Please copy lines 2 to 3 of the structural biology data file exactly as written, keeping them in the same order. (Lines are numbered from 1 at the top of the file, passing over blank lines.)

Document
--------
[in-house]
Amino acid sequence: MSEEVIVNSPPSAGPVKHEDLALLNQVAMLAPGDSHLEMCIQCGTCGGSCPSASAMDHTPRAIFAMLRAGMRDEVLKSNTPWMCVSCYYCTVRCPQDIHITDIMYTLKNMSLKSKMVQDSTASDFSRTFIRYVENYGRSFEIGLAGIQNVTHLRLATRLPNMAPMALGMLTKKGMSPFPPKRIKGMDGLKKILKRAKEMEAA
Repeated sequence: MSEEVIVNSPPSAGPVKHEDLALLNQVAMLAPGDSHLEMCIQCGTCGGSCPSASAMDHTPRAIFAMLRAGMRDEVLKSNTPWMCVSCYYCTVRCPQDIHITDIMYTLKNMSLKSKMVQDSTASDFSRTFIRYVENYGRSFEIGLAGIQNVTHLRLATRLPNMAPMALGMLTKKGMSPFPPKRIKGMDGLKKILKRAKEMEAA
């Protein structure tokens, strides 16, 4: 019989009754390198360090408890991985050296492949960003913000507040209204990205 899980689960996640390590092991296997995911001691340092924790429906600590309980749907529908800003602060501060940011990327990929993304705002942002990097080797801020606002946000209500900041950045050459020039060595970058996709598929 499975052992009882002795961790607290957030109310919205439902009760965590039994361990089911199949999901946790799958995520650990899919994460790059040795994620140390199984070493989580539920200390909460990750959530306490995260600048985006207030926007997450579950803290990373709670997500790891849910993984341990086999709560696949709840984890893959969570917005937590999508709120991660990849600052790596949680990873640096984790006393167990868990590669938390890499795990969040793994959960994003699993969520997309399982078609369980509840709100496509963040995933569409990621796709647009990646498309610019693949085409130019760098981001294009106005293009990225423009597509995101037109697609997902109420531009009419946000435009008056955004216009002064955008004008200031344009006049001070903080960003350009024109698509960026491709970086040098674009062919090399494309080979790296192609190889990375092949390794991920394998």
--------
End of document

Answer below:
Amino acid sequence: MSEEVIVNSPPSAGPVKHEDLALLNQVAMLAPGDSHLEMCIQCGTCGGSCPSASAMDHTPRAIFAMLRAGMRDEVLKSNTPWMCVSCYYCTVRCPQDIHITDIMYTLKNMSLKSKMVQDSTASDFSRTFIRYVENYGRSFEIGLAGIQNVTHLRLATRLPNMAPMALGMLTKKGMSPFPPKRIKGMDGLKKILKRAKEMEAA
Repeated sequence: MSEEVIVNSPPSAGPVKHEDLALLNQVAMLAPGDSHLEMCIQCGTCGGSCPSASAMDHTPRAIFAMLRAGMRDEVLKSNTPWMCVSCYYCTVRCPQDIHITDIMYTLKNMSLKSKMVQDSTASDFSRTFIRYVENYGRSFEIGLAGIQNVTHLRLATRLPNMAPMALGMLTKKGMSPFPPKRIKGMDGLKKILKRAKEMEAA